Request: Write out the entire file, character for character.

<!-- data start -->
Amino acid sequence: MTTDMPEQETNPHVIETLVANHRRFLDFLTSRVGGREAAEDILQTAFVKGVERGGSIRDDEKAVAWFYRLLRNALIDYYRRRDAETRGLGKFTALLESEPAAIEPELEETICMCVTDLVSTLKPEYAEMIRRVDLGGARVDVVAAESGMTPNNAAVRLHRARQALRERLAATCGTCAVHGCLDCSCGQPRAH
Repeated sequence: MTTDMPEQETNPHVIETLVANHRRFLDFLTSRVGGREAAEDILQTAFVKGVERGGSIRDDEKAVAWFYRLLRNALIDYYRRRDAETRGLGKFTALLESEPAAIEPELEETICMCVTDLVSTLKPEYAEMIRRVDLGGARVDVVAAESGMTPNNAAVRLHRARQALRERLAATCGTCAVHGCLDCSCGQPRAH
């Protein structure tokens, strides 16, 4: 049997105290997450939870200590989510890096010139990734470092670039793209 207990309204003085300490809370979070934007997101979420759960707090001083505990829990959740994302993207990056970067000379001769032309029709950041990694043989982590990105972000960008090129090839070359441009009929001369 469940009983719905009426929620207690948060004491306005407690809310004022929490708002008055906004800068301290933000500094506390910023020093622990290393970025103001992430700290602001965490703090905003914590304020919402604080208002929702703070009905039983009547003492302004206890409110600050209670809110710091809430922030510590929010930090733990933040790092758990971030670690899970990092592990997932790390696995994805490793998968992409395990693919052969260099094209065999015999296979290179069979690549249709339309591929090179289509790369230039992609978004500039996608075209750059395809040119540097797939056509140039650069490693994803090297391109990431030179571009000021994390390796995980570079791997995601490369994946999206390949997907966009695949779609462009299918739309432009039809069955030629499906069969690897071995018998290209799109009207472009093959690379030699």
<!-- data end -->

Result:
Amino acid sequence: MTTDMPEQETNPHVIETLVANHRRFLDFLTSRVGGREAAEDILQTAFVKGVERGGSIRDDEKAVAWFYRLLRNALIDYYRRRDAETRGLGKFTALLESEPAAIEPELEETICMCVTDLVSTLKPEYAEMIRRVDLGGARVDVVAAESGMTPNNAAVRLHRARQALRERLAATCGTCAVHGCLDCSCGQPRAH
Repeated sequence: MTTDMPEQETNPHVIETLVANHRRFLDFLTSRVGGREAAEDILQTAFVKGVERGGSIRDDEKAVAWFYRLLRNALIDYYRRRDAETRGLGKFTALLESEPAAIEPELEETICMCVTDLVSTLKPEYAEMIRRVDLGGARVDVVAAESGMTPNNAAVRLHRARQALRERLAATCGTCAVHGCLDCSCGQPRAH
């Protein structure tokens, strides 16, 4: 049997105290997450939870200590989510890096010139990734470092670039793209 207990309204003085300490809370979070934007997101979420759960707090001083505990829990959740994302993207990056970067000379001769032309029709950041990694043989982590990105972000960008090129090839070359441009009929001369 469940009983719905009426929620207690948060004491306005407690809310004022929490708002008055906004800068301290933000500094506390910023020093622990290393970025103001992430700290602001965490703090905003914590304020919402604080208002929702703070009905039983009547003492302004206890409110600050209670809110710091809430922030510590929010930090733990933040790092758990971030670690899970990092592990997932790390696995994805490793998968992409395990693919052969260099094209065999015999296979290179069979690549249709339309591929090179289509790369230039992609978004500039996608075209750059395809040119540097797939056509140039650069490693994803090297391109990431030179571009000021994390390796995980570079791997995601490369994946999206390949997907966009695949779609462009299918739309432009039809069955030629499906069969690897071995018998290209799109009207472009093959690379030699």